In re Estate of Rider
Supreme Court of South Carolina
756 S.E.2d 136 (2014)
Charles Rider had an investment account with Wachovia Bank, N.A. (Wachovia). Rider had terminal cancer. As a result, on June 17, 2005, Rider authorized Wachovia to transfer $2 million in assets from his account to a new account in the name of his wife, Carolyn (defendant). On June 21 and July 8, Wachovia transferred portions of the assets to Rider’s wife’s new account. Rider passed away on July 8. Wachovia was informed of Rider’s death that day. On July 11, the next business day, and October 20, Wachovia transferred the remainder of the $2 million in assets to Rider’s wife’s account. The personal representative of Rider’s estate (plaintiff) brought suit, seeking a declaratory judgment on whether the transfers made after Rider’s death were part of Rider’s estate. Rider’s wife argued that the Uniform Commercial Code (UCC) applied to the transfers. Rider’s daughters from a previous marriage (the McClures) (plaintiffs) argued that agency law applied, and that an agent may not act for a principal after obtaining actual knowledge of the principal’s death. The probate court ruled that the UCC applied and that the transfers made prior to and on the next business day after Rider’s death were valid, but that the fourth transfer was invalid and thus those assets were part of Rider’s estate. The circuit court affirmed. The court of appeals reversed, holding that the third and fourth transfers were invalid and those assets were part of Rider’s estate. The Supreme Court of South Carolina granted a petition for writ of certiorari.
Rule of Law
Holding and Reasoning (Beatty, J.)
What to do next…
Unlock this case brief with a free (no-commitment) trial membership of Quimbee.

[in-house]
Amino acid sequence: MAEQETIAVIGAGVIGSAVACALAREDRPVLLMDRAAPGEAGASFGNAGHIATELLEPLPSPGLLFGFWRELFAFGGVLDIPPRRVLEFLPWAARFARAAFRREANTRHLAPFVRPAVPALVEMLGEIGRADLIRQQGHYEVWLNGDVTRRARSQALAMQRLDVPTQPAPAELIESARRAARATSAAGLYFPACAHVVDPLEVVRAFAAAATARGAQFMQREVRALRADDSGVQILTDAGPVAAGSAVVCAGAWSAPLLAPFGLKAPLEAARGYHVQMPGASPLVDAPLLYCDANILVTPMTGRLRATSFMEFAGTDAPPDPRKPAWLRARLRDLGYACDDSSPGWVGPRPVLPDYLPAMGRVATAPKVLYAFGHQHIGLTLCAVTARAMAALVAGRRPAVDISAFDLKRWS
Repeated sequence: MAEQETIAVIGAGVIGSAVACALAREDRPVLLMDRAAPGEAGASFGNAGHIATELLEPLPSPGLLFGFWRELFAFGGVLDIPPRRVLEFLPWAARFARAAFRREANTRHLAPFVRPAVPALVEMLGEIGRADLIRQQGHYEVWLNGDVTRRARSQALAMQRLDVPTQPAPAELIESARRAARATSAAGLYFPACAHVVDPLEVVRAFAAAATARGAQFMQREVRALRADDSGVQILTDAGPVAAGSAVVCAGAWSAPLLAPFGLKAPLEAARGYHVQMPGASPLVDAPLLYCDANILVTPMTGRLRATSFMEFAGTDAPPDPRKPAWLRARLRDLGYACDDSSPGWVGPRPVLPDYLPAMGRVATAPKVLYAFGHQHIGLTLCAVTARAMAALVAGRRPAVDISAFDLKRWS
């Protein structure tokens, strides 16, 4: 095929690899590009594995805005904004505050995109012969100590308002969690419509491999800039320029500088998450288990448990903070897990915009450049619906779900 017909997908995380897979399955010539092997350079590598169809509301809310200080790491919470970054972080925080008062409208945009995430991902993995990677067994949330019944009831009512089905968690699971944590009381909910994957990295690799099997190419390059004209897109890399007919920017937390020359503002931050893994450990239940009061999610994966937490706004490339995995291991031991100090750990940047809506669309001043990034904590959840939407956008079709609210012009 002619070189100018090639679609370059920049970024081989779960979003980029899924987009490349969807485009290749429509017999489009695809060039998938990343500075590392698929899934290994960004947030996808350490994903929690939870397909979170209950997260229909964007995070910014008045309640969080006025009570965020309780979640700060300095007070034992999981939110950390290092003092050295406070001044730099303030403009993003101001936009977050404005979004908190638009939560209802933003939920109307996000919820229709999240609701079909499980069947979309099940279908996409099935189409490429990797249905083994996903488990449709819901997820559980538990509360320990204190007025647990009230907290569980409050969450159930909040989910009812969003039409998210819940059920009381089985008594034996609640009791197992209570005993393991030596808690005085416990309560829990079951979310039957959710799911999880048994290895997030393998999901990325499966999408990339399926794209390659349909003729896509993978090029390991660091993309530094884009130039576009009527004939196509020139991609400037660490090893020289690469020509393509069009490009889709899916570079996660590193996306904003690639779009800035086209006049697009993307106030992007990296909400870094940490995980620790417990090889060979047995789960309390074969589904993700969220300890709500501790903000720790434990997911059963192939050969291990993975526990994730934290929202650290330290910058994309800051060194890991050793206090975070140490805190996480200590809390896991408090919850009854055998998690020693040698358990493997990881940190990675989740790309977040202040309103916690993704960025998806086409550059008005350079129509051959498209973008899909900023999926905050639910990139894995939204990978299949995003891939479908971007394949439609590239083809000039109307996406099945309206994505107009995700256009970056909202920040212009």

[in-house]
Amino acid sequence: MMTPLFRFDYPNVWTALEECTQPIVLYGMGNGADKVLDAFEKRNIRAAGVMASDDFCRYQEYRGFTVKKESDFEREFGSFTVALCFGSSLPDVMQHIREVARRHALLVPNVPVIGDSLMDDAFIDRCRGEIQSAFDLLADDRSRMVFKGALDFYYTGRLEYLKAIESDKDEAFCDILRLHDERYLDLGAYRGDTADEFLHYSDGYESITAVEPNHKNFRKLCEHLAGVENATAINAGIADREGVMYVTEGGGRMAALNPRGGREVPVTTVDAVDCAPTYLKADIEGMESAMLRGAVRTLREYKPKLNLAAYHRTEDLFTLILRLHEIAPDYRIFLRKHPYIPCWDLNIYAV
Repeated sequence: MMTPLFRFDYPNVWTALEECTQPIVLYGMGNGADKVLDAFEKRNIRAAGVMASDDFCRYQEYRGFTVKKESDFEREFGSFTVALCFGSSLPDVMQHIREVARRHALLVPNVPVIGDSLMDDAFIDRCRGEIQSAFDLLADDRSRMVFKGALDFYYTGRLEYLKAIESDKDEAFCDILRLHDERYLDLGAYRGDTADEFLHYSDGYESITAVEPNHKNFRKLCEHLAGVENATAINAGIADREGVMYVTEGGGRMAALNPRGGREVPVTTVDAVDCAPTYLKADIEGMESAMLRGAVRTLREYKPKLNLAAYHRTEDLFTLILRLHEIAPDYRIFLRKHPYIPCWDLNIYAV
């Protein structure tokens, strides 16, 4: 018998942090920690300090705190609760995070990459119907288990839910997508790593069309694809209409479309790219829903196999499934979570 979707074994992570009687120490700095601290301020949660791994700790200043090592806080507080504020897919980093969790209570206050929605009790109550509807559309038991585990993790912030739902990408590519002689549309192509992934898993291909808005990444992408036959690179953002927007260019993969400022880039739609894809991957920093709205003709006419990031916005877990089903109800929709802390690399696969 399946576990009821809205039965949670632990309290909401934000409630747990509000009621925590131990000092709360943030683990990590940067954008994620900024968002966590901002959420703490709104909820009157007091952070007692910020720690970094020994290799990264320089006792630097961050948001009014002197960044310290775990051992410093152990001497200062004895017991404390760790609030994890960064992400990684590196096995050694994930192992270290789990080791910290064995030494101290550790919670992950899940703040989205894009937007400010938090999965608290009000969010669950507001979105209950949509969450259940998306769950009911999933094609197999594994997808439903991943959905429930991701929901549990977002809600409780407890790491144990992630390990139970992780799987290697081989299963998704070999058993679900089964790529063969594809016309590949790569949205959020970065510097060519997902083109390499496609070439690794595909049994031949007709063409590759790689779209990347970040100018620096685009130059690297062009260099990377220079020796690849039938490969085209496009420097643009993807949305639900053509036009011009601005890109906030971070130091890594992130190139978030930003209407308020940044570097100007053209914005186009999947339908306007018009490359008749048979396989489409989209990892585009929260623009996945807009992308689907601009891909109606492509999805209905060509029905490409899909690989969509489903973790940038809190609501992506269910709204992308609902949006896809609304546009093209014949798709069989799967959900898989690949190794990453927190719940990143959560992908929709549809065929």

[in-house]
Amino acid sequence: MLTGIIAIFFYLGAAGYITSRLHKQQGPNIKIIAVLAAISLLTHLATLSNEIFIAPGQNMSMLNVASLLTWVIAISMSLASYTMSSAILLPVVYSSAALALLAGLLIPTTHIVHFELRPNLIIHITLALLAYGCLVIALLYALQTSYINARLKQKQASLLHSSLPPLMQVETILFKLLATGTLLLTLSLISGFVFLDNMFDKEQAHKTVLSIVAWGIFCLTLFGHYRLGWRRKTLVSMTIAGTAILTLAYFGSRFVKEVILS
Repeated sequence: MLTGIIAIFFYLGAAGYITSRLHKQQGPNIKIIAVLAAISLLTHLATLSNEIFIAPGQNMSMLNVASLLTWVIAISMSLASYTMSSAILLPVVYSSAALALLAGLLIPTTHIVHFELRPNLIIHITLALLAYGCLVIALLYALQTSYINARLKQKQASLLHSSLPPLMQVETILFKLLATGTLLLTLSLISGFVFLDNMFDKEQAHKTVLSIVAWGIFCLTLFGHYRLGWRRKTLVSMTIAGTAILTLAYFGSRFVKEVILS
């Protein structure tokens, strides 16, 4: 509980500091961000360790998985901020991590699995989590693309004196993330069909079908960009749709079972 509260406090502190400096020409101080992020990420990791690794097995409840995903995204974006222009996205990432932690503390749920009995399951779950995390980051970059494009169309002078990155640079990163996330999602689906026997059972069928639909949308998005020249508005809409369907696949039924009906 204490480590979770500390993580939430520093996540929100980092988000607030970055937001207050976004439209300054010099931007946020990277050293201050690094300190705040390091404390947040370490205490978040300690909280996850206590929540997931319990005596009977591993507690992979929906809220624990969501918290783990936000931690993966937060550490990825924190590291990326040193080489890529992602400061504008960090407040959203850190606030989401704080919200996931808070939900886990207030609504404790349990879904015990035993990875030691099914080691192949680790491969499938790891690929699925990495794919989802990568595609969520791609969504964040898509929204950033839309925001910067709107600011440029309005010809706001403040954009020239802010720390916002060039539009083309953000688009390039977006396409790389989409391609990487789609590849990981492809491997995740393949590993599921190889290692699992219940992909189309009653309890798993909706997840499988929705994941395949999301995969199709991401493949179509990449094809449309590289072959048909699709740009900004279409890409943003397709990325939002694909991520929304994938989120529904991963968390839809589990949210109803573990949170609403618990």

You’ll be in good company: Quimbee is one of the most widely used and trusted sites for law students, serving more than 97,000 law students since 2011. Some law schools—such as Yale, Vanderbilt, Berkeley, and the University of Illinois—even subscribe directly to Quimbee for all their law students. Read our student testimonials.
Learn more about Quimbee’s unique (and proven) approach to achieving great grades at law school.
Quimbee is a company hell-bent on one thing: helping you get an “A” in every course you take in law school, so you can graduate at the top of your class and get a high-paying law job. We’re not just a study aid for law students; we’re the study aid for law students. Read more about Quimbee.
Here's why 174,000 law students have relied on our case briefs:
- Written by law professors and practitioners, not other law students. 14,000 briefs, keyed to 188 casebooks. Top-notch customer support.
- The right amount of information, includes the facts, issues, rule of law, holding and reasoning, and any concurrences and dissents.
- Access in your classes, works on your mobile and tablet. Massive library of related video lessons and high quality multiple-choice questions.
- Easy to use, uniform format for every case brief. Written in plain English, not in legalese. Our briefs summarize and simplify; they don’t just repeat the court’s language.